I absolutely loved this Supernatural story. It had monsters created from a combination of science and magic, human tragedy, a mad scientist, and some seriously gross bits. We also find out more about Sam and Dean’s childhood through a story that echoes their current case. It’s set during Season Seven of the TV series, so contains references to the on-going plot.
Carved in Fleshsees the Winchester brothers in Brennan, Ohio – usually a quiet uneventful type of place. Not somewhere you’d expect to find an overly aggressive creature that resembles a dog (or several dogs actually) attacking local residents and leaving behind empty husks. Dean’s concerned they are wasting their time chasing after some ‘Frankenmutt’ when the real danger is the Leviathan, and Dick Roman in particular. But, ever the smart guy, Sam reckons they might be on the trail of something new, and therefore of use against their most recent nemesis.
I’ve read a few Frankenstein-inspired stories recently, so was curious to see where this would take the theme. It combines several strands, including a bereaved doctor, a very old practitioner of the black arts, and some cutting edge medical technology. The dog is just a foretaste of the main event. Sam and Dean have to figure out a way to destroy the revenant creature, an experiment that doesn’t go smoothly. Sam sustains an injury, but whether it’s that or an increase in his hallucinations, he’s definitely not firing on all cylinders. He’s majorly sluggish, and keeps glimpsing someone off in the distance. As usual, he keeps his problems to himself, until forced to talk. Will the brothers never learn to share their worries?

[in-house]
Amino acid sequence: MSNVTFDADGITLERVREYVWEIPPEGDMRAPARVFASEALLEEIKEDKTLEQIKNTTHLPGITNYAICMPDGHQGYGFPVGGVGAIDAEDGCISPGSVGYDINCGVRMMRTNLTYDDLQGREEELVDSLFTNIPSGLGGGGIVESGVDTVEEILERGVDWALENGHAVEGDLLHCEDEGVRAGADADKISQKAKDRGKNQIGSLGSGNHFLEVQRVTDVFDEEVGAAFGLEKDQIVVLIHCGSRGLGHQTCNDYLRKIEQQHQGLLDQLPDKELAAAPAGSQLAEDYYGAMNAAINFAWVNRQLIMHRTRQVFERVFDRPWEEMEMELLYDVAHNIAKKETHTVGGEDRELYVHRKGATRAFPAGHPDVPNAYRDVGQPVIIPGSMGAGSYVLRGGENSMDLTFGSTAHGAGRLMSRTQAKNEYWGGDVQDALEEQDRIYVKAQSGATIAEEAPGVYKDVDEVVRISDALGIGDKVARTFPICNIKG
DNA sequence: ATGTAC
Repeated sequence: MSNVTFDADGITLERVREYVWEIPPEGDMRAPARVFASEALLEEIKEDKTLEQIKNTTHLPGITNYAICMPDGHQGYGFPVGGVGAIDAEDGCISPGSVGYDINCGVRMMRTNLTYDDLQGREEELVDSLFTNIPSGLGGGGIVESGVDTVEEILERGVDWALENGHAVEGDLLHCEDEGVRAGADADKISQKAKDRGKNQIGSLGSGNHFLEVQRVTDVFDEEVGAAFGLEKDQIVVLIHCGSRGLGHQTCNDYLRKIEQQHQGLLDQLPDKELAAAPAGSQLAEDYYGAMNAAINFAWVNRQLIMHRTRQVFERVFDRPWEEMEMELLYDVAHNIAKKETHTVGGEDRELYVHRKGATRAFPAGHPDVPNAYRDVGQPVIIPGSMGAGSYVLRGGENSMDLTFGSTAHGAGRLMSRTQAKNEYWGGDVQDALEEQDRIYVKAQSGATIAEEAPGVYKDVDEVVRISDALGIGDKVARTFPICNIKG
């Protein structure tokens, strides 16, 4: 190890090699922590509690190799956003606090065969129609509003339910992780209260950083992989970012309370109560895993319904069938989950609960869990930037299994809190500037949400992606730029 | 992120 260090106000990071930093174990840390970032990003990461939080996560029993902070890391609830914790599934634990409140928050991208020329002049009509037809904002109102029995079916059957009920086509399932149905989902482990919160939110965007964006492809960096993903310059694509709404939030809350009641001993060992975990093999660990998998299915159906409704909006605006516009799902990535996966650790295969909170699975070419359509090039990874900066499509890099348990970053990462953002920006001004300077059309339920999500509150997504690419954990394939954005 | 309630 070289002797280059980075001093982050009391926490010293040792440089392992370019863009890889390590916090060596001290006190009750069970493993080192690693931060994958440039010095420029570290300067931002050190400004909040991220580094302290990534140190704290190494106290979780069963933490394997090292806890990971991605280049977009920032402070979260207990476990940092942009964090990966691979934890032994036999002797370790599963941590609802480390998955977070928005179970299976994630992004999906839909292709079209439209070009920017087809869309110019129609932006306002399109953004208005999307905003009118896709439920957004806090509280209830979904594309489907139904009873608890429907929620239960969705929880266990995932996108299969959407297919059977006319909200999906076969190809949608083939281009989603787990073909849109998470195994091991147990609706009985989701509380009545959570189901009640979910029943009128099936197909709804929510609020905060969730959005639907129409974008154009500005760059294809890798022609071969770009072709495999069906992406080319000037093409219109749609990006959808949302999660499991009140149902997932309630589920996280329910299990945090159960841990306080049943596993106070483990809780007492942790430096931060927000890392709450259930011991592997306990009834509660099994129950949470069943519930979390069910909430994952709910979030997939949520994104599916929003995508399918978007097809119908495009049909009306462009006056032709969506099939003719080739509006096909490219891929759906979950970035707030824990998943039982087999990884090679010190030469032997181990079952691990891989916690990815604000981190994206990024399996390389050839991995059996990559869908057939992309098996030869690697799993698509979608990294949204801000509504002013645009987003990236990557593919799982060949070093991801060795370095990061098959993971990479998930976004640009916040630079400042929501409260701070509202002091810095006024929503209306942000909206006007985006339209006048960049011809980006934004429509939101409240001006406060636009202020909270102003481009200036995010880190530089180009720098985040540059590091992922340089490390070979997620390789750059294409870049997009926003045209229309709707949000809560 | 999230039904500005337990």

Overall, I thought the story was exciting, with some good new creepiness. There are some disgusting scenes, really gross-out, which add to the fun. There’s also a whole new level of pathos for the brothers as they revisit their youth; we see when the very last shreds of innocence torn from the pair. I’m giving Carved in Flesh a big thumbs-up.
Thanks to Titan Books for sending me a copy of this book for review. It’s available now in Paperback.